The real estate market in Zurich is overheated. This news made the rounds in the media at the end of September 2020. What does this mean for the Swiss real estate market in general and for you as an owner or buyer in particular?
Once a year, UBS publishes the UBS Global Real Estate Bubble Index 2020, most recently on 30 September 2020. This study examines how residential property prices have developed in 25 major cities worldwide, including Geneva and Zurich. The higher the index value, the greater the danger that the real estate market could overheat and the real estate bubble could burst. Inflation-adjusted price growth has accelerated year-on-year despite the global recession. Markets with an index value above 1.5 are considered at risk. This category includes Zurich for the first time with 1.51. Real estate in Geneva (1.08) is also classified as overvalued, but the market is not considered at risk.
Home prices in the city of Zurich have risen by 70 %in the last ten years, significantly more than incomes or rents. Most new apartements are rented. Demand for condominiums still exceeds supply, especially in the city centre. Nevertheless, many experts believe that real estate prices are now maxed out and the risk of a market correction is increasing.
In Geneva, prices are lower than in Zurich and the risk of a bubble is lower. Home ownership is still attractive because interest rates are low - and will probably remain low for a long time - and market rents are excessive. In addition, Geneva is internationally oriented and still attracts many purchases from abroad despite high property prices.
COVID-19 has not slowed down price growth. For one thing, house prices are a lagging economic indicator and react with a lag. For another, most buyers have not yet had to accept wage losses or cuts in the first half of 2020 because financial bridge support such as the Corona loan has eased the burden on employers. This could change as soon as the outlook darkens again, state support expires, unemployment rises further or incomes fall. At the latest when household incomes fall, property prices in Zurich are likely to stagnate.
The risk has increased. The corona-induced economic slump could lead to falling property prices and rising affordability risks because mortgage borrowers earn less. Nevertheless, most experts rule out a real estate bubble, also in Zurich. On the one hand, because homeowners are doing everything they can to pay their interest and amortisations. On the other hand, because the Swiss National Bank and the banks have tightened the requirements for mortgage lending in recent years, for example with higher equity requirements and faster amortisation payments.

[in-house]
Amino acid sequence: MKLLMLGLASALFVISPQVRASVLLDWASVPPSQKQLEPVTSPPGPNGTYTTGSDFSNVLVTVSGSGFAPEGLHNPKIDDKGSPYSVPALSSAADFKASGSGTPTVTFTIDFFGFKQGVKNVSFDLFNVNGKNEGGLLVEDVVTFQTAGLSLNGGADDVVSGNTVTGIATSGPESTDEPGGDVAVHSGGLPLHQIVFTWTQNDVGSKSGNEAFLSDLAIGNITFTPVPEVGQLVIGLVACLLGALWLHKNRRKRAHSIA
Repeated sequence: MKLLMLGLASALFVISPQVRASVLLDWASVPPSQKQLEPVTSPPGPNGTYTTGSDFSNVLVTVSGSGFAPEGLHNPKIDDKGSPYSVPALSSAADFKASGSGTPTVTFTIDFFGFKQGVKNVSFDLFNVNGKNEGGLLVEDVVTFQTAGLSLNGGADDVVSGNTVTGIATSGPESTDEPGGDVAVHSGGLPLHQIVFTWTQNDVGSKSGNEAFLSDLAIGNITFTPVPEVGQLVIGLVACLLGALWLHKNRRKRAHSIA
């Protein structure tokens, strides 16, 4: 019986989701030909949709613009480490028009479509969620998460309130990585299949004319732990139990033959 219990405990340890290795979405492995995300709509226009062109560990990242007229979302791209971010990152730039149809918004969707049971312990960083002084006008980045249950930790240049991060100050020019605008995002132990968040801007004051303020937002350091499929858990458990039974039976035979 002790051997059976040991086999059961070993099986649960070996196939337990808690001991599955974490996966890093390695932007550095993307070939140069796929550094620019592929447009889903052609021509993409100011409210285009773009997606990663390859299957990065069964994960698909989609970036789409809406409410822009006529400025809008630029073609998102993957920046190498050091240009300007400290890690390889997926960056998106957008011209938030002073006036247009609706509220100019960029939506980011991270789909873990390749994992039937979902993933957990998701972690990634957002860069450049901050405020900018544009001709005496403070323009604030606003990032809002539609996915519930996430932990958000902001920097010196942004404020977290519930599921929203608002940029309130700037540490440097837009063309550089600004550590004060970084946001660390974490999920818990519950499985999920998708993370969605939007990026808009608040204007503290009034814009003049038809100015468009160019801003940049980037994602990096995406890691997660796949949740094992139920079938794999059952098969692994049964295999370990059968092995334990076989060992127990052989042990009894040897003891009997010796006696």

COVID-19 could change the demand. Many who have been working in a home office since March do not want to go back to the office or only on a daily basis. Some wonder whether they should move from the city to the agglomeration or to the countryside if they no longer have to commute. Especially if they earn less. Besides, cities like Winterthur have to save money and raise their taxes because of the Corona crisis. This is why demand in cities could at least stagnate, even if their attractiveness - jobs, education, leisure activities, infrastructure and culture - continues to convince many. For this to happen, the demand for residential property in suburbs and in the countryside would have to increase. But Corona will neither stop urbanisation nor trigger a flight from the city to the countryside.
Nothing, as long as you don't want to sell your house or apartement or don't need to extend your mortgage. If you do want to sell, you might get less money than at the peak, but probably still more than you paid for it. If you need to extend your mortgage, it could be that the bank, insurance company or pension fund will revalue your home. Even if the valuation is below the peak, it is still likely to be higher than the old mortgage. If the new valuation should be below the old valuation and you have mortgaged your house or apartement at 80 %, you will have to pay in more equity to meet the mortgage guidelines again. If your mortgage is due in the next few months, it is worth talking to your advisor early on.
If your personal conditions are still right and you earn enough in the medium to long term to meet the bank's affordability guidelines, home ownership is still worthwhile. Mortgage interest rates have risen slightly, but are likely to remain at a low level due to recessionary trends. At the beginning of October, the reference interest rates of key4 by UBS were between 0.52 and 1 %, depending on the model and term (basis: Canton of Zurich, loan amount 500,000 Swiss francs, affordability 24 %, loan-to-value 50 %, payment date 28 October 2020). It is unlikely that interest rates will rise in the foreseeable future because the central banks are keeping interest rates low to support the economy.
Despite the special situation in the city of Zurich, stable demand and thus stable prices can be expected throughout Switzerland. Large or luxurious houses and apartements are likely to come under pressure. This is also confirmed by the figures published by Fahrländer und Partner on 9 October: While condominiums in the lower price segment (up 1.5 %) and medium price segment (up 1.3 %) have become more expensive in the third quarter of 2020, prices for luxury flats have fallen by 3.7 %. Year-on-year, prices in all segments rose by 2.6 to 3.5 %. Prices for single-family homes increased by 1.8 % in the third quarter and are 6.1 % higher than a year ago. How prices will develop depends above all on how strongly and sustainably Corona will influence the economy. Thanks to the low capital costs, however, home ownership is and will remain affordable and a sensible alternative to renting.